Bluebird Down

The pursuit of domestic bliss, one glorious debacle at a time.

I’m *huge* in Germany. June 12, 2013

Filed under: Uncategorized,Writing — Teri @ 3:23 pm
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As a teenager and a Gen X 20-something, I was obsessed with music — buying music, live music, MTV (yes, we all know that was before The Real World ruined… well, the world), reading about music, I loved it all. I hung out with a crowd that obsessed over music. And in that crowd, there was always one kid in the crowd who would pull the most obscure, crap band out of the pile and proclaim it as the next ____________________ (Fill in the blank with The Beatles, Sex Pistols, Rolling Stones, the Hoff.) Every time. The piece de resistance for the inevitable argument was, “Dude, they are *huge* in Germany!” (Or Japan. In the mind of the American teenager, the two are indistinguishable.)

I had a flashback to those arguments during a conversation recently. One of my former professors asked me how my writing was going. Seriously, my cheeks flashed hot. I fumbled with words to write back to her that, well, yeah, I had kinda didn’t do much with it. I told her I had a blog for a while, but I didn’t really have anything to say anymore. I told her I had freelanced for a local paper for a while, but reporting wasn’t really my thing. I told her I can write a mean grant proposal… and I’m *huge* in Germany!

I thought back to my classes with her. She would give back papers by slamming them on your desk and then with her finger jabbing at the paper, say, “Yes. Yes. Yes.” If she didn’t like a passage, it would come with a note to see her during office hours. Then you would sit beside her as she had you dissect your own writing and do it better. She would tell me I had natural ability. When I would demure, she would burst out, “You have a voice, Miss. USE IT.” Grammar and sentence structure can be taught, she said. Writing with a true voice is a gift, she said. But still you must write, she said. Or the voice will become a whisper. (Yeah, she had a flare for the dramatic.)

Her response to my feeble email was short. “I could wax poetic about wasted opportunity, but I will just send this instead:”

Apparently a picture is worth a thousand words.

Apparently a picture is worth a thousand words.

Above her signature it said, “I expect a writing sample from you tomorrow.”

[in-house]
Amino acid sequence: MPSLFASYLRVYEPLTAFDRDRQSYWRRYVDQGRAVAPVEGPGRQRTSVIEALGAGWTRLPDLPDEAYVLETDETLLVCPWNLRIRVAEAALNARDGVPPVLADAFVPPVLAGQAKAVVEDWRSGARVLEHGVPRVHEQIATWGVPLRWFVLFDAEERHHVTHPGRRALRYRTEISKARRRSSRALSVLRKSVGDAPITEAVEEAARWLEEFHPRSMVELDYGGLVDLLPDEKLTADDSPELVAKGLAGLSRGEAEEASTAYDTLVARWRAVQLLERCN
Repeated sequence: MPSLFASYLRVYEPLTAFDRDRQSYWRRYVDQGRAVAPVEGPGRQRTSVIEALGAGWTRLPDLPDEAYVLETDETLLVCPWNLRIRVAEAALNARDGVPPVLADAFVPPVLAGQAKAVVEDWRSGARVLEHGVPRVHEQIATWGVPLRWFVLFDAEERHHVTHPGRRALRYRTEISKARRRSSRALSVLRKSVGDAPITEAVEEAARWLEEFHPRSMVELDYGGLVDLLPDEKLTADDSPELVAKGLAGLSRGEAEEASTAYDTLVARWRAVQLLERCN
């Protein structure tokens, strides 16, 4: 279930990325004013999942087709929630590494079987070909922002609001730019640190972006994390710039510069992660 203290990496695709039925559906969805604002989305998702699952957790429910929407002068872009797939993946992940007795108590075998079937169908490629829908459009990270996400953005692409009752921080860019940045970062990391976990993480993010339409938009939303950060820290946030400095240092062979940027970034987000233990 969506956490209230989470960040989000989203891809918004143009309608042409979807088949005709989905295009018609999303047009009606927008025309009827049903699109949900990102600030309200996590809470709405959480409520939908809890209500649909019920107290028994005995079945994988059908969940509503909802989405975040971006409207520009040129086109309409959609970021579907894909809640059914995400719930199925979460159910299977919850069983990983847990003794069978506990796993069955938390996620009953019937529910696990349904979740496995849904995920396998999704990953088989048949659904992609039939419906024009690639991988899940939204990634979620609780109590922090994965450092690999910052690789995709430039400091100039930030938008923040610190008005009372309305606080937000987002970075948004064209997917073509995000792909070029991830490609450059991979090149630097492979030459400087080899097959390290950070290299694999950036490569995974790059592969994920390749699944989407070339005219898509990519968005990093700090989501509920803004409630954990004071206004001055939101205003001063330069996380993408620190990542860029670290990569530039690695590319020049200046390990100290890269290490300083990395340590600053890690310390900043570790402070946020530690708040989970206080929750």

Sixty-eight days of summer with a blog post for every day. One down, 67 to go…

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Race Report: Tour de Lila September 6, 2011

Head cow said to the other cows, "Nobody move. That girl ain't right."

I was about eight miles into the ride when I realized a cow was staring at me. Actually, not just one cow, but a field of cows. They had stopped grazing and seemed to hold their breath as they watched me chug down mouthfuls of water. I suppose I was a sight. I was alone on a country road where forty-some-odd bikes had already ridden through. I was red faced, dry mouthed and was working on a hateful disposition. Moments earlier Z had been riding behind me. After too many “we need to catch up!” and “use your gears!” I told him to go ahead of me. Instead of drafting, he took off. Insert the hateful disposition right there. As I caught my breath, I noticed an old farmer was watching me from the barn. Deciding I was too pitiful to be a threat, he moved along with his Saturday morning chores. The cows, though, they were suspicious. Why was this chunky girl trying to ride a bike down their road? Why didn’t the skinny men in tight pants wait for her? Is that milk in that bottle?

The Tour de Lila was the first bike ride Z and I had participated in. We loaded our bikes and headed to my mom’s house the night before. She stuffed us with spaghetti and meatballs. She gave us the big bed so we would be rested. The ride was 15, 25 or 50 miles. I was told it was a family ride. In truth, the only “families” that showed up were professional riding teams from the local bike shops. They all headed out on the 50 mile ride on their $5,000 bikes. As I watched them roll out, I thought that they really did look like the guys from the Tour de France. Z and I were signed up for the 25 mile ride. We were riding our mountain bikes. My spin instructor, Justin, assured me that I could easily do 25 miles. As I stared into the deep brown eyes of a cow, I thought, “I’m a fool. There is no way I can do 25 miles. This isn’t freakin’ spin class. There is wind out here!” Z had doubled back, so I ended my water break. We were almost to the point where a decision had to be made — turn left and go 25 miles, stay straight and go 15. Up ahead [he left me again], Z signaled to turn left. I stayed straight. I figured if I was going to ride alone, I might as well blaze my own path. The local bike shop guy came by in his van to see how I was doing. Good, I said. Keep going, he said. The 50 milers passed me too. They cheered encouragement. I was doing a respectable job (meaning I hadn’t fallen off my bike), when the first hill came. And it came with a vengeance. It’s true, I don’t entirely understand how to use my gears. I thought I had the general concept, but in practice, I was failing miserably. I got off of my bike and walked for a moment. The bike guy in the van was back. “Are you OK?” Yes. “You sure?” Yes. “Bike OK?” Clearly he did not think I was OK and wanted me to stop being delusional. “I’m fine. That hill almost killed me.” He looked concerned. “I’m fine,” I said and got back on my bike and peddled off. There were three more major hills, but I didn’t get off of my bike. At one point I looked like I was barely moving, but I was on the seat with my bike in the upright position. Small victories, people.